Reverse Auctions Upend Well Established Bidding Practices
Reverse auctions create an environment in which bid discipline is critical, yet difficult to maintain. The competitors have to deal with multiple rounds of bidding, all in quick succession. The process may move too quickly for competitors to accurately reassess either their costs or the way they would actually do the work. If competitors act rashly and bid imprudently, the results may be detrimental to everyone, including the owner. Imprudent bidding may lead to performance and financial problems for owners and successful bidders, which may have the effect of increasing the ultimate cost of construction as well as the cost of operating and maintaining the structure. Some contractors who have learned to “game” reverse auctions inflate their initial bids to allow room to move their price downward. Should other bidders do the same, owners may actually end up paying more than they would have under a sealed bid system. In fact, responsible estimating practices dissolve during the reverse auction process and drives out the most responsible bidders in favor of those who are willing to cut corners and/or squeeze subcontractors to get at a lower price.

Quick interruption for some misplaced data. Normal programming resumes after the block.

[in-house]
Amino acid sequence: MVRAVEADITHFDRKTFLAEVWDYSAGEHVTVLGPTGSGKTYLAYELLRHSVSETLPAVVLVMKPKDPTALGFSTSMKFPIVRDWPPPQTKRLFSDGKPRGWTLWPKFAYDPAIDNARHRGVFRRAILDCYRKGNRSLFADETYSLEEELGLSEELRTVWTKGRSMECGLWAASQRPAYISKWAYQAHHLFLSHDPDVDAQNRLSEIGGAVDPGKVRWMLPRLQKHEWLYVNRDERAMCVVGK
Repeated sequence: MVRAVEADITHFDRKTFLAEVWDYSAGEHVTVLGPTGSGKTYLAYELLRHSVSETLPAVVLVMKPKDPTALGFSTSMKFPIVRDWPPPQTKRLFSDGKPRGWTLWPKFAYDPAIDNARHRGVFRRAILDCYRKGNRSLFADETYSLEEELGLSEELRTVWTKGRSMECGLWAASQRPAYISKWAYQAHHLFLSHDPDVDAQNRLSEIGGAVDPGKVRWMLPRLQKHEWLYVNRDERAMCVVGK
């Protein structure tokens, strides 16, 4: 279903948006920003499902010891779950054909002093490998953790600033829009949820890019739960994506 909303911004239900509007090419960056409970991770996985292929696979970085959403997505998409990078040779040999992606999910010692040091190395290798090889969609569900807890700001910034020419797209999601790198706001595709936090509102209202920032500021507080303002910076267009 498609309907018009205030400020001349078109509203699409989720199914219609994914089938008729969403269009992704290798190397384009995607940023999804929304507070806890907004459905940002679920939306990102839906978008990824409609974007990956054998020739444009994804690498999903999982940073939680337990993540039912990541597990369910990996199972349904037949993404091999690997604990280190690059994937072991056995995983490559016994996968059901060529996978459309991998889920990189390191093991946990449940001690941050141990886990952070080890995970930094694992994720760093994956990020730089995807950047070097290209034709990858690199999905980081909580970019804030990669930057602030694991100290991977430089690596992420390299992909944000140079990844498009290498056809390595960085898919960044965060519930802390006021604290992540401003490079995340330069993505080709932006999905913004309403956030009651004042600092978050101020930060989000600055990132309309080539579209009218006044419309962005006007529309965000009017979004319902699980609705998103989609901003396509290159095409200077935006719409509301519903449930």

It is clear that the sealed bidding process ensures that the successful bidder is both responsive and responsible. The sealed bid procurement process was established to ensure integrity in the award of construction contracts where price is the sole determinant. In a sealed bid, each bid is evaluated through the use of objective criteria that measure responsiveness of the bid to the owner’s articulated requirements and the responsibility of the bidder and ensuring fairness and value for the owner. Reverse auctions ignore and upend this paradigm. The pressure and pace of the auction environment removes any assurance that initial and subsequent bids are responsive and material to the owner’s articulated requirements. These auctions expose owners to the real possibility that they may award contracts to what would otherwise be non-responsive bidders. In addition, reverse auctions ignore the protections of the sealed bid procurement’s laws, regulations and years of precedent that address these critical factors and ensure the integrity of the process.